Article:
But then, the 70s had Led Zeppelin and ACDC… You know what? I just love rock period. Each year was great in it’s own way.
Oh, for sure. The trend started in the mid-to-late 70s. But it wasn’t overwhelmingly dominant like it was in the 80s.
Anyway, there definitely were a lot of genres created/popularized in the 80s, but my problem is that they became stratified. Alt rock didn’t influence rap, metal didn’t influence synthpop, etc. The thing I love about the 60s is that rock cross-pollinated with many other forms of music, rather than stratifying into ever-more-specific subgenres. You get jazz rock from Chicago Transit Authority and Blood, Sweat, and Tears, and at the same time, you get Frank Sinatra putting out soul-influenced music to try to appeal to a similar crowd. The Rolling Stones would occasionally branching out from their usual fare to make a medieval song like Lady Jane, or a samba like Sympathy for the Devil. The Mamas and the Papas covered everyone from the Beatles to Rodgers and Hart to the Temptations, putting their own original spin on famous songs. Creedence Clearwater Revival combined country and folk with hard rock. The Byrds combined folk with psychedelic rock. And of course the Beatles combined basically everything. Even though there were a lot of distinct genres popular, they weren’t isolated from each other or from the music of the past. It even goes down to the level of instrumentation: you could get a flute solo in a hard rock song like Wild Thing, or a hurdy-gurdy in a hard-rock-tinged song by folk-rocker Donovan. There were fewer creative boundaries for popular music in the 60s.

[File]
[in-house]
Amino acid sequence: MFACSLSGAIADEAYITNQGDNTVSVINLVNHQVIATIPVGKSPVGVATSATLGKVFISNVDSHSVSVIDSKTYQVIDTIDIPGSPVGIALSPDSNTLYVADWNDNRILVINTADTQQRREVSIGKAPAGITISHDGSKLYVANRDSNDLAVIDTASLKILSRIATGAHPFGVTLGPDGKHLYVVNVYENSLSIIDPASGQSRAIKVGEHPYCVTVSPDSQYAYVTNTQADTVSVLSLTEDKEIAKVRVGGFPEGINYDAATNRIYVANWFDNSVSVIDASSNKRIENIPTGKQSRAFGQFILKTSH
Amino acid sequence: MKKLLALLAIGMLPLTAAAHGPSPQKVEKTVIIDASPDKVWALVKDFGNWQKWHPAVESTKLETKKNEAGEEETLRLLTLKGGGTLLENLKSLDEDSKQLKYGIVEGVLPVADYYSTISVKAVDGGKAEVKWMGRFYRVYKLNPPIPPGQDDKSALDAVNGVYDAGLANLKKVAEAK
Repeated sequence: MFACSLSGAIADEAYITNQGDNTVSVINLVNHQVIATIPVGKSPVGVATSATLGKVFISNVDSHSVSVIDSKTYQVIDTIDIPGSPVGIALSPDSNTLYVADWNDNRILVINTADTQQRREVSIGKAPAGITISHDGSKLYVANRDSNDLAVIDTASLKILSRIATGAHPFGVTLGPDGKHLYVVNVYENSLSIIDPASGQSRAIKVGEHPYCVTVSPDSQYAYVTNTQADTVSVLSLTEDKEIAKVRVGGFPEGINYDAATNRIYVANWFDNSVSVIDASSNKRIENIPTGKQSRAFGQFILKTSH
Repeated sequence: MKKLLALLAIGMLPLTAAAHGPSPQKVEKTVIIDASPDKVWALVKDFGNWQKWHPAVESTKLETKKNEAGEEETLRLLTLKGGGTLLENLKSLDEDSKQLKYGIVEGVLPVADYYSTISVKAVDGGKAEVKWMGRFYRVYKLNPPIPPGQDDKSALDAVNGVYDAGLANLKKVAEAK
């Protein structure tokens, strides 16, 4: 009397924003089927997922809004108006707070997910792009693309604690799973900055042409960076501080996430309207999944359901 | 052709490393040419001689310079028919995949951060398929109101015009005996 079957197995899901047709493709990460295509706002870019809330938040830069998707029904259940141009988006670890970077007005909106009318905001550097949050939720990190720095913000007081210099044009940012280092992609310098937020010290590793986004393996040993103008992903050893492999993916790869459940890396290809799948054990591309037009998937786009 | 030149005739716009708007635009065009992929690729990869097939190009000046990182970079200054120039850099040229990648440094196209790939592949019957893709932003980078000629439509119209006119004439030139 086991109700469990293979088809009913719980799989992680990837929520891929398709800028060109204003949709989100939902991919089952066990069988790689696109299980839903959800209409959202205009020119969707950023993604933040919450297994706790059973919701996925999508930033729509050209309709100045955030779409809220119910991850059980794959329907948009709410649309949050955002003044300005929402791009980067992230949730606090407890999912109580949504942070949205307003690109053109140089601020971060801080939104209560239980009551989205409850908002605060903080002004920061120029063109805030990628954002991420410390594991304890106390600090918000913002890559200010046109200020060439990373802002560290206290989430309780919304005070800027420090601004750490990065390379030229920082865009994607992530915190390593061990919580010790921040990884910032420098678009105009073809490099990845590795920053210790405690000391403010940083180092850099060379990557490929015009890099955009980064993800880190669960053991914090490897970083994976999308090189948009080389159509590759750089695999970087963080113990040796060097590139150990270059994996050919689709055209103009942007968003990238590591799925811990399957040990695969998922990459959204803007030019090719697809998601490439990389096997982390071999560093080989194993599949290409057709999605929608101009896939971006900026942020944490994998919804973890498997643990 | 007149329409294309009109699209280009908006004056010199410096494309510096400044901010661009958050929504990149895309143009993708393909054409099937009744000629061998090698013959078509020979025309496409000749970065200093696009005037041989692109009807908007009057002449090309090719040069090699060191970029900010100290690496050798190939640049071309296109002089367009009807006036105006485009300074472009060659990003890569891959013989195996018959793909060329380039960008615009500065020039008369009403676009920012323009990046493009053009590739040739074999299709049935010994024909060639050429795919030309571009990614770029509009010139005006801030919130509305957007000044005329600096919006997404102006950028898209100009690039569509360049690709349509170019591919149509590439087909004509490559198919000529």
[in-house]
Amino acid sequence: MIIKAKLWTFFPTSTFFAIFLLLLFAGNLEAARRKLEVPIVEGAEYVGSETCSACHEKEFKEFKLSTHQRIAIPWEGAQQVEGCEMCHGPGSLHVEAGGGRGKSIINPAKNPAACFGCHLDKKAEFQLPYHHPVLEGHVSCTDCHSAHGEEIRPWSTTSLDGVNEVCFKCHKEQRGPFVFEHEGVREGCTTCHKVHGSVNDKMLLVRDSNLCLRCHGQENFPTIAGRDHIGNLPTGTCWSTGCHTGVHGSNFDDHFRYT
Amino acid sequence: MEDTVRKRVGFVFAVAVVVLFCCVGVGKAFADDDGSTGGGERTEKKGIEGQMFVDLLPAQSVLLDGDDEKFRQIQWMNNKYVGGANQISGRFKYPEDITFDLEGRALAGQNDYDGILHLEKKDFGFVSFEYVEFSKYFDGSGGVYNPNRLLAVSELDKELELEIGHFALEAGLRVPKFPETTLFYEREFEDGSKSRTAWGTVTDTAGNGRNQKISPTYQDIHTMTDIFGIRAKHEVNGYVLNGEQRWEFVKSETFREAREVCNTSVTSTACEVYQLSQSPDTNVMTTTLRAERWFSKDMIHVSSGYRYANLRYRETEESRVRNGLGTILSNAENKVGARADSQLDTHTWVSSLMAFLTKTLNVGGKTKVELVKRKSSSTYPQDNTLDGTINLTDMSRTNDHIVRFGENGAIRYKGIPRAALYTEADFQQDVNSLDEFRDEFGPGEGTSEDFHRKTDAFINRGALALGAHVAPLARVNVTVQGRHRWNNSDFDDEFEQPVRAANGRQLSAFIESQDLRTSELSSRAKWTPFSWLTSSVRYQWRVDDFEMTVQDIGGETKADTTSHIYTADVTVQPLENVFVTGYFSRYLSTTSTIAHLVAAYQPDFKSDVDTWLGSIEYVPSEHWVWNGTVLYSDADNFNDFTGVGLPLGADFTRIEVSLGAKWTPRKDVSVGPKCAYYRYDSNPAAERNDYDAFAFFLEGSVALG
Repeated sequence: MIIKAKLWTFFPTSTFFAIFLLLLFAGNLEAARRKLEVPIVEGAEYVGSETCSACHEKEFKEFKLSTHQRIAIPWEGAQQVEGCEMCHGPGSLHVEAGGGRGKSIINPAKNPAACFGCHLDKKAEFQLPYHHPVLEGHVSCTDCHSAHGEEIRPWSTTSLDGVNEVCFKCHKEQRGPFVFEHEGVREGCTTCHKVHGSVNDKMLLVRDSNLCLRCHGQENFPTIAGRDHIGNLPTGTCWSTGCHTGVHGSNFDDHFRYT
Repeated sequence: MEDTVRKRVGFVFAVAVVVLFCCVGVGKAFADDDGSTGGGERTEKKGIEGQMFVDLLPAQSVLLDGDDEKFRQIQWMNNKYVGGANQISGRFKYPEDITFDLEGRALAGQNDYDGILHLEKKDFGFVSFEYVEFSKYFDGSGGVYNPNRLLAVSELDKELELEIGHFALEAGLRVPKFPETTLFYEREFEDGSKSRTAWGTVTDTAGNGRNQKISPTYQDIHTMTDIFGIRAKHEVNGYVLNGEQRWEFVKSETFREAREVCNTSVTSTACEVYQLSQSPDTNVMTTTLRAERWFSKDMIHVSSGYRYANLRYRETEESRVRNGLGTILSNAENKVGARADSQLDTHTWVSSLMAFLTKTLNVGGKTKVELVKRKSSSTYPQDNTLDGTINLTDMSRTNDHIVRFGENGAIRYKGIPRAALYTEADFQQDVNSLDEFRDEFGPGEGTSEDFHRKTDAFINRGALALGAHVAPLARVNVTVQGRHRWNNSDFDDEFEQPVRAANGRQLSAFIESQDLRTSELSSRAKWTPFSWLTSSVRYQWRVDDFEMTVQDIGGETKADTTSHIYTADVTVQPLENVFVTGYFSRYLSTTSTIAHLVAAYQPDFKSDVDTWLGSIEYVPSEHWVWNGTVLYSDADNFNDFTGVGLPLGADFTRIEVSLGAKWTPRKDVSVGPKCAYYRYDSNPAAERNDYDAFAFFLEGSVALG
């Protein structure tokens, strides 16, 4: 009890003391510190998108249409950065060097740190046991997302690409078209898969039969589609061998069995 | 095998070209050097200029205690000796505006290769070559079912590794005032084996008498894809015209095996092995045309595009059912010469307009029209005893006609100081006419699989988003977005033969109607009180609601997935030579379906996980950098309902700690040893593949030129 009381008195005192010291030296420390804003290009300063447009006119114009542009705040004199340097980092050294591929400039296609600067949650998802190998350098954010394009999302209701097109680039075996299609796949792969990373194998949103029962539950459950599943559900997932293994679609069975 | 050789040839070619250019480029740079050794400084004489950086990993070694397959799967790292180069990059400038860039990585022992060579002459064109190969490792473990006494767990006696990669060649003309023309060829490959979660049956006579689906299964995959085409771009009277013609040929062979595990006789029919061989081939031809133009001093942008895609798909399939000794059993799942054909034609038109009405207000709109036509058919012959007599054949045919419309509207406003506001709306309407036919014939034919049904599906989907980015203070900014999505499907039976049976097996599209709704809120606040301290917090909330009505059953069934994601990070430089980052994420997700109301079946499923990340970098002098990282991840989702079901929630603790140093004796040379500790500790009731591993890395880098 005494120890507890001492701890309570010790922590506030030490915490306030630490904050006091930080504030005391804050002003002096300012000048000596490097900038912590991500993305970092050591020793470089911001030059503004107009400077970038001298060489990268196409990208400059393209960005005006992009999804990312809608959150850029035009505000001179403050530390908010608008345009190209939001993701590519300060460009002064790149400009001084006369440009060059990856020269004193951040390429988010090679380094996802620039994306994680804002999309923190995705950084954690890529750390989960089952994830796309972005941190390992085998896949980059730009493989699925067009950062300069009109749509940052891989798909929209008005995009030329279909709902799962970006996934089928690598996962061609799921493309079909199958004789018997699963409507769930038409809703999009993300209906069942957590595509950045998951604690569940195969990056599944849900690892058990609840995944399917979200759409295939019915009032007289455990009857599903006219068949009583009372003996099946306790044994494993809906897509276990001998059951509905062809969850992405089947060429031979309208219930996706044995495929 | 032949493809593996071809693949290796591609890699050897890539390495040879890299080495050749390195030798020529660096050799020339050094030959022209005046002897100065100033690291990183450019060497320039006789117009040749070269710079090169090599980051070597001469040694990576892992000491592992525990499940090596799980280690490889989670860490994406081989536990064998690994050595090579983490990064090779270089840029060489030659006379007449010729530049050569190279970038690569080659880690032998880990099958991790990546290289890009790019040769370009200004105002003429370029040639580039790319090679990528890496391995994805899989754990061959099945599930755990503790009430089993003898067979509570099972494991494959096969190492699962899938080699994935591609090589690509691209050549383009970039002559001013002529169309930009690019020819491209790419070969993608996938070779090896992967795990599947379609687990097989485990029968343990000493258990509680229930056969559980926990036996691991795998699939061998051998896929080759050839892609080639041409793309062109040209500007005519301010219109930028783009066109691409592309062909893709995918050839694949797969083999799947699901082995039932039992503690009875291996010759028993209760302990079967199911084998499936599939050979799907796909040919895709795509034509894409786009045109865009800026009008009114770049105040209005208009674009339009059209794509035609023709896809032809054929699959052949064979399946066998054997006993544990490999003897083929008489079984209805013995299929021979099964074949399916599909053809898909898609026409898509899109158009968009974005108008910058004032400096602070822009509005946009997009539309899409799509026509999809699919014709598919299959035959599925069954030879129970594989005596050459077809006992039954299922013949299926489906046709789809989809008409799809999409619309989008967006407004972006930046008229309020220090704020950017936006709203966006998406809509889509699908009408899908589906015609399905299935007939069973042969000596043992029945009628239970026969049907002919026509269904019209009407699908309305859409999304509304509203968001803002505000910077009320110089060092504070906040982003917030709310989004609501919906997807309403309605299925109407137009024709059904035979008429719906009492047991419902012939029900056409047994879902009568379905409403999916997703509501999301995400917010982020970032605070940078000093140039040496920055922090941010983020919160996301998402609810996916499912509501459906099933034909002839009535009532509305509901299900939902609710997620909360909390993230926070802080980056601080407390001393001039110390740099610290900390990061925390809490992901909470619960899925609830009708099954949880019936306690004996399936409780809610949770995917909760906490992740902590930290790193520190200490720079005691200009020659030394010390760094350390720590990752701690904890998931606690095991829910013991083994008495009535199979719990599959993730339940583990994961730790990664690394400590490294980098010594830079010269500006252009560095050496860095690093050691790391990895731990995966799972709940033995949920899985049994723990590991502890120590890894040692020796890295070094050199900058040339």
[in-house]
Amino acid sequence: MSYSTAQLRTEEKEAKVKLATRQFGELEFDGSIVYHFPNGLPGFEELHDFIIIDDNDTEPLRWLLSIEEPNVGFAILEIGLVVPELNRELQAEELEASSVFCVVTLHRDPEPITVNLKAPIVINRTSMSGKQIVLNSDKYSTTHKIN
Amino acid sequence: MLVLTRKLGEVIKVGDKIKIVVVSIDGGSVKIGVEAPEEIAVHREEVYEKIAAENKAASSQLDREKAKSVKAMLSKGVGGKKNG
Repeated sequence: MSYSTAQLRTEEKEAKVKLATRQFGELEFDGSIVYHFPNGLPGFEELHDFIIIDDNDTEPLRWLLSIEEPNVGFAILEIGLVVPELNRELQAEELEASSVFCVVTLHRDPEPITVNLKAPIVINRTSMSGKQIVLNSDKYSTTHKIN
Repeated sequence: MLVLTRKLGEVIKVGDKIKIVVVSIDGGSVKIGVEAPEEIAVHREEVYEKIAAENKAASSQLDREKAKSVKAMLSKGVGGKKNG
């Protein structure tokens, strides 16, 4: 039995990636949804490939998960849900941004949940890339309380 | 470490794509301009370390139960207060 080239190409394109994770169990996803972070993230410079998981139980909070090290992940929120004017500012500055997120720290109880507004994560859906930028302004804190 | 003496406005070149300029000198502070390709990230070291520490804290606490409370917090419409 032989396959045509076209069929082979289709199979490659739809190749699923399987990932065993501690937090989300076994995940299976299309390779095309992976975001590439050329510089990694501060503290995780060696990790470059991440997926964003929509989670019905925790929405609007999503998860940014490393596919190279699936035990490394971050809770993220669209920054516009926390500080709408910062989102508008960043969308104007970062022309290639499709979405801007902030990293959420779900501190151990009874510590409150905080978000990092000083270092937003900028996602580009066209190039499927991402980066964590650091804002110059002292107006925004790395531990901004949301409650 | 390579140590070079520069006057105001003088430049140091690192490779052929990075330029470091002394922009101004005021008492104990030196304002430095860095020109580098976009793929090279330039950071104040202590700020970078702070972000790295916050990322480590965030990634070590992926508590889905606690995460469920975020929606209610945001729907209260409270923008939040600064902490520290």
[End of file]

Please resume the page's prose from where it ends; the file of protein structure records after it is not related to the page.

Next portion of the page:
Now, I’m not saying genre stratification is all bad; if it’s limited cross-pollination, it’s expanded the limits of what rock can be. (And of course, in the 80s, there was some of that cross-pollination I illustrated, but it wasn’t as common.) But, and this is kind of the crucial point for me, most of the real creativity in the 80s went on “underground.” In the 60s (and most of the 70s), the most creative groups were often the most popular ones. Who was the most popular musician of the 80s? Probably Michael Jackson. I’m not here to say his music is bad, but is it, and the similar stuff that was also very popular in the 80s, anywhere near as creative as what was dominant in the 60s? Not remotely.
In conclusion, I guess my point isn’t necessarily that the 60s were “more creative” than any other period when you look at the full spectrum of music being produced, but when you focus on what was really successful, they were a high point. I’m not going to tell you your taste is bad or something–I like a lot of the stuff you mentioned, and I’d say the 80s are probably my 3rd favorite decade for rock overall. But, personally, my personal preference is for the wonderfully ill-defined mess of the 60s, rather than the well-defined genres and subgenres of the 80s.
Hopefully that came across as a coherent response and not the ravings of a madman. XD